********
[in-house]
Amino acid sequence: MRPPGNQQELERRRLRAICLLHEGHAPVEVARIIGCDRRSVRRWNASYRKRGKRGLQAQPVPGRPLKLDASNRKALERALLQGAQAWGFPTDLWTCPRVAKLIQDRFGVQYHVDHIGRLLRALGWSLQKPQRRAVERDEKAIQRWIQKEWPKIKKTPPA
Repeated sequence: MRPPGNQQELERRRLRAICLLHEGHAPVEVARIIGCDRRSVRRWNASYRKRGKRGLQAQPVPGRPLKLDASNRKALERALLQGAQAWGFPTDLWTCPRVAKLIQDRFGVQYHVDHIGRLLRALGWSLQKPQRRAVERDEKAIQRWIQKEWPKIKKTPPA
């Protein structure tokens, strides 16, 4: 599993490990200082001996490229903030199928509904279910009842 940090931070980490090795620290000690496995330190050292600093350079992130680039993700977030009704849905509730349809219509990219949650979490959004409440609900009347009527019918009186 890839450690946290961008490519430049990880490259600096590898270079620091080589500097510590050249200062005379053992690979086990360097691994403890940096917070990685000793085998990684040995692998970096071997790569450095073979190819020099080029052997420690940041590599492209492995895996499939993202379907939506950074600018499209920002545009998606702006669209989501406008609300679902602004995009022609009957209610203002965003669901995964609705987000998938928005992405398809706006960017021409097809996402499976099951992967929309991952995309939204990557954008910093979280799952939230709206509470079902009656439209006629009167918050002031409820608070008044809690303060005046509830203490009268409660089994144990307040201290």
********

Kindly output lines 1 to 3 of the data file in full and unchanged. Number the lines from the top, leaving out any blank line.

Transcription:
[in-house]
Amino acid sequence: MRPPGNQQELERRRLRAICLLHEGHAPVEVARIIGCDRRSVRRWNASYRKRGKRGLQAQPVPGRPLKLDASNRKALERALLQGAQAWGFPTDLWTCPRVAKLIQDRFGVQYHVDHIGRLLRALGWSLQKPQRRAVERDEKAIQRWIQKEWPKIKKTPPA
Repeated sequence: MRPPGNQQELERRRLRAICLLHEGHAPVEVARIIGCDRRSVRRWNASYRKRGKRGLQAQPVPGRPLKLDASNRKALERALLQGAQAWGFPTDLWTCPRVAKLIQDRFGVQYHVDHIGRLLRALGWSLQKPQRRAVERDEKAIQRWIQKEWPKIKKTPPA